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MD&A | Business Segments

Transfer of Mortgage Credit Risk: Single-Family Credit Risk Transfer Transactions
Our Single-Family business has developed risk-sharing capabilities to transfer portions of our single-family mortgage credit risk to the private market. The goal of these transactions is, to the extent economically sensible, to transfer a portion of the existing mortgage credit risk on a portion of recently acquired loans in our single-family guaranty book of business in order to reduce the economic risk to us and to taxpayers of future borrower defaults. Our primary method of achieving this objective has been through our CAS and CIRT transactions. In these transactions, we transfer to investors a portion of the mortgage credit risk associated with losses on a reference pool of mortgage loans and in exchange we pay investors a premium that effectively reduces the guaranty fee income we retain on the loans. We enter into other types of credit risk transfer transactions in addition to our CAS and CIRT transactions, including lender risk-sharing transactions. For information on our credit risk transfer transactions, see “MD&ABusiness SegmentsSingle-Family BusinessSingle-Family Mortgage Credit Risk ManagementTransfer of Mortgage Credit Risk—Credit Risk Transfer Transactions” in our 2016 Form 10-K.
As of June 30, 2017, $798 billion in outstanding unpaid principal balance of our single-family loans, or 28% of the loans in our single-family conventional guaranty book of business measured by unpaid principal balance, were included in a reference pool for a credit risk transfer transaction. During the first half of 2017, pursuant to our credit risk transfer transactions, we transferred a portion of the mortgage credit risk on single-family mortgages with an unpaid principal balance of $180 billion at the time of the transactions. Our CAS and CIRT transactions are our primary credit risk transfer transactions. In the first half of 2017, we paid $364 million on our outstanding CAS debt for the spread over LIBOR at the time of issuance of the debt and $84 million in CIRT premiums, compared with $231 million on CAS debt and $46 million in CIRT premiums in the first half of 2016. These amounts increased from the first half of 2016 to the first half of 2017 as we continue to transfer credit risk on a larger portion of our single-family book of business.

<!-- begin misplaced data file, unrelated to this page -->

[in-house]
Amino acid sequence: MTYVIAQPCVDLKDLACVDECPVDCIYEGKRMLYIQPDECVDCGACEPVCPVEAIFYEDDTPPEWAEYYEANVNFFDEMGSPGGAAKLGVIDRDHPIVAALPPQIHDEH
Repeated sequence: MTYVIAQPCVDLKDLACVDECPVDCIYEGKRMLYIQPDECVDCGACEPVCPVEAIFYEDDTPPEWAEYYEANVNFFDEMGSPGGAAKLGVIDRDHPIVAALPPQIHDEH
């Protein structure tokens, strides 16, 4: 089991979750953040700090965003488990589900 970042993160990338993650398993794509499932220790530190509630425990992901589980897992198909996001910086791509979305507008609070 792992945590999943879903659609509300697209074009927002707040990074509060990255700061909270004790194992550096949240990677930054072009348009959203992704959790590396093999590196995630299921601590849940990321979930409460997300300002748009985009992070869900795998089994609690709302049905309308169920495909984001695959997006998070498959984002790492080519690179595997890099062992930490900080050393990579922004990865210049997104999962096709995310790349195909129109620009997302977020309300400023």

We generally include approximately half of our recent single-family acquisitions in credit risk transfer transactions, as we target only certain types of loan categories for these transactions. Loan categories we have targeted for credit risk transfer transactions generally consist of fixed-rate 30-year single-family conventional loans that meet certain credit performance characteristics, are non-Refi Plus and have LTV ratios between 60% and 97%. The portion of our single-family loan acquisitions we include in credit risk transfer transactions can vary from period to period based on market conditions and other factors.
Table 17 displays the mortgage credit risk transferred to third parties and retained by Fannie Mae at the time of issuance and the outstanding reference pool balances as of June 30, 2017 pursuant to our single-family credit risk transfer transactions.
Table 17: Single-Family Credit Risk Transfer Transactions
Issuances from Inception to June 30, 2017
(Dollars in billions)
Fannie Mae(1)
Fannie Mae(1)
Lender Risk-Sharing(2)
Initial Reference Pool(4)
First Loss
Fannie Mae(1)
Lender Risk-Sharing(2)

Fannie Mae Second Quarter 2017 Form 10-Q